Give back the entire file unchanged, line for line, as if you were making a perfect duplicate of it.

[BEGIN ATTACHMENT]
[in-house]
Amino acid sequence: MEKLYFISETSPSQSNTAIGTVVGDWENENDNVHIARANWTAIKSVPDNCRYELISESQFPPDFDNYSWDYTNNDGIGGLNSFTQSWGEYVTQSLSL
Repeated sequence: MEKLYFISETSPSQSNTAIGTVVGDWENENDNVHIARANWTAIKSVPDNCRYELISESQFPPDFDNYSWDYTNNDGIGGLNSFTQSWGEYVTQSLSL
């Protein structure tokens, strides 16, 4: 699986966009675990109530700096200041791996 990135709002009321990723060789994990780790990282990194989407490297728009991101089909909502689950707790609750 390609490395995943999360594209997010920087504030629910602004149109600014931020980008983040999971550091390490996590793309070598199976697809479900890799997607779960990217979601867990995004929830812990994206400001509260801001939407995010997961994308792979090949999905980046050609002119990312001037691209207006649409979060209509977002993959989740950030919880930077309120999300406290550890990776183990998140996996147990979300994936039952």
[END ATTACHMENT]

[in-house]
Amino acid sequence: MEKLYFISETSPSQSNTAIGTVVGDWENENDNVHIARANWTAIKSVPDNCRYELISESQFPPDFDNYSWDYTNNDGIGGLNSFTQSWGEYVTQSLSL
Repeated sequence: MEKLYFISETSPSQSNTAIGTVVGDWENENDNVHIARANWTAIKSVPDNCRYELISESQFPPDFDNYSWDYTNNDGIGGLNSFTQSWGEYVTQSLSL
């Protein structure tokens, strides 16, 4: 699986966009675990109530700096200041791996 990135709002009321990723060789994990780790990282990194989407490297728009991101089909909502689950707790609750 390609490395995943999360594209997010920087504030629910602004149109600014931020980008983040999971550091390490996590793309070598199976697809479900890799997607779960990217979601867990995004929830812990994206400001509260801001939407995010997961994308792979090949999905980046050609002119990312001037691209207006649409979060209509977002993959989740950030919880930077309120999300406290550890990776183990998140996996147990979300994936039952």